The Good Mother Myth: Redefining Motherhood to Fit Reality anthology (in which I have an essay) is being profiled in TIME Magazine all this week! Each day they’re going to publish an extract from the book and here’s the first one. It is “The Impossibility of the Good Black Mother” by Tope Fadiran Charlton and it’s a kicker.
I could never be the Good Mother; I knew this long before I had a child. Had I not, the experience of parenting my daughter under the appraising eye of whiteness would quickly have disabused me of any illusions that I could be one. From the pediatrician’s office, to the grocery store, to the streets I call my own, it is not the myth of the Good Mother, but that of the Bad Black Mother, that renders my motherhood at turns invisible and suspect.
Often the questions come from other people of color. One Ethiopian store clerk, after asking if I’m Anu’s mother, marvels at how light she is, tells me her (white) father’s genes must have “won out” over mine.
The Bangladeshi convenience store owner around the corner has forgotten at least three times that he’s already asked if I am married. He regales me with a tale of a Black friend who has six children with multiple women. “I think this is not good,” he says. I wonder what this has to do with me.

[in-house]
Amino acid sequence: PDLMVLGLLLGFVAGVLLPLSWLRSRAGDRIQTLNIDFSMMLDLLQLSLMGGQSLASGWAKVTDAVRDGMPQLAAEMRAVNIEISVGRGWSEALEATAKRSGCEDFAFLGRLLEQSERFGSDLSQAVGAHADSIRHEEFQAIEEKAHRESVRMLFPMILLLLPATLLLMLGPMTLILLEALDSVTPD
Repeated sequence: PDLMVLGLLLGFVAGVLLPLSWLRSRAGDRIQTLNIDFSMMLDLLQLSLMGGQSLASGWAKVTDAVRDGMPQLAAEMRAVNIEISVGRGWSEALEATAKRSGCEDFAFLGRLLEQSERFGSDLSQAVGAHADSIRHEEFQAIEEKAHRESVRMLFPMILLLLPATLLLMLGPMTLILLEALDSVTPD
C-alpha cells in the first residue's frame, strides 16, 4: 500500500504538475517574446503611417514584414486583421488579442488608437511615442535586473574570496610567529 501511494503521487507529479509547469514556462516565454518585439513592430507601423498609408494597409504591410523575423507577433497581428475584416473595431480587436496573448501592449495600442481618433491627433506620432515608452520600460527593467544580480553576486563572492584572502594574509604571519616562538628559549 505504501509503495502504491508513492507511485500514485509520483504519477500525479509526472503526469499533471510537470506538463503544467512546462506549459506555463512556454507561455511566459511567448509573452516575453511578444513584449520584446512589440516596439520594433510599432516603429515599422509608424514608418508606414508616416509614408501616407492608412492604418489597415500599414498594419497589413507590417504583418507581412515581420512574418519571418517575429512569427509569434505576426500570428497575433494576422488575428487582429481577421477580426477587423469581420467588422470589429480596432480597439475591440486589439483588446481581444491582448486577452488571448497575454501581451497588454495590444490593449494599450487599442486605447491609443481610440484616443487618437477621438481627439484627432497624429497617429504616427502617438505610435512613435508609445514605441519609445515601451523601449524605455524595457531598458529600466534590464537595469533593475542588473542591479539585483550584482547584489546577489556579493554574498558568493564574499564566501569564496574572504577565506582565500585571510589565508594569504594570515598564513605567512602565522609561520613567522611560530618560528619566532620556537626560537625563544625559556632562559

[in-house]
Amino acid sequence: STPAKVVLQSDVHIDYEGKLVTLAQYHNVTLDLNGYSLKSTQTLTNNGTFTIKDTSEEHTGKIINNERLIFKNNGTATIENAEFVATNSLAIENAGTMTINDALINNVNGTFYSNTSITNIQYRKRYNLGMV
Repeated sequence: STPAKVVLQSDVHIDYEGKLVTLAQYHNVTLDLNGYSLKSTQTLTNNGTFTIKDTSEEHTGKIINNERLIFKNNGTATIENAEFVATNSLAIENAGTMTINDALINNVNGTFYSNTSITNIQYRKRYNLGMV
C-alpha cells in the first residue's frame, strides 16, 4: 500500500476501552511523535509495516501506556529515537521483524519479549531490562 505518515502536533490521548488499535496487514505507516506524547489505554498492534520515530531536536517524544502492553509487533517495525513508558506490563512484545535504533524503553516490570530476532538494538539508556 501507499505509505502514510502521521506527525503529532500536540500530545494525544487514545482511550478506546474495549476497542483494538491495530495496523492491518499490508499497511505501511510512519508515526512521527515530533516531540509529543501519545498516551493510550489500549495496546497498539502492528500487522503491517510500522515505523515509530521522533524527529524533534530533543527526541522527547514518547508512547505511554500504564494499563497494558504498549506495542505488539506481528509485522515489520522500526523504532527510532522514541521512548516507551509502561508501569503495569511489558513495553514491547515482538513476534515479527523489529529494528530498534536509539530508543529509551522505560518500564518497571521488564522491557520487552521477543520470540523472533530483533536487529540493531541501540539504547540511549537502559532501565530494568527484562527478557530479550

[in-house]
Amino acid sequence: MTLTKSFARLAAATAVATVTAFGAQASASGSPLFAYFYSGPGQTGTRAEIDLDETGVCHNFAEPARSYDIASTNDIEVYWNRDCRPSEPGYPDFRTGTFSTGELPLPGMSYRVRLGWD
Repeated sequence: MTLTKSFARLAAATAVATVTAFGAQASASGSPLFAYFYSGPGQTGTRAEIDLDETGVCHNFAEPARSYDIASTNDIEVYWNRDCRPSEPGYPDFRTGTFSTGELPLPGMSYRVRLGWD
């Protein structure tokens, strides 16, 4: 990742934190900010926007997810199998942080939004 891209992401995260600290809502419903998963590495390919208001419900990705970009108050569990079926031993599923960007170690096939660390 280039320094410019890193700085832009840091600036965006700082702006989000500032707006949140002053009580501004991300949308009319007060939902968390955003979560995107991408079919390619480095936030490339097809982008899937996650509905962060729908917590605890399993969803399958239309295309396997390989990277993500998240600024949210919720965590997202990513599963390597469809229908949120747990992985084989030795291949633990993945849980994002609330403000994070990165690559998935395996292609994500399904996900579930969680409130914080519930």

Across from the convenience store, I’m dropped off by a mom from my daughter’s daycare, a white woman. She’s seen me walking Anu to school from time to time, and generously offers me a ride. We make small talk. As I’m about to step out of the car, she asks about Anu’s dad: “And is your husband, um, partner, uh, boyfriend . . . is he in the picture?”
I want to appreciate that multiple possibilities for family are being acknowledged. But I’m keenly aware that my race is likely the reason such possibilities even occur to her.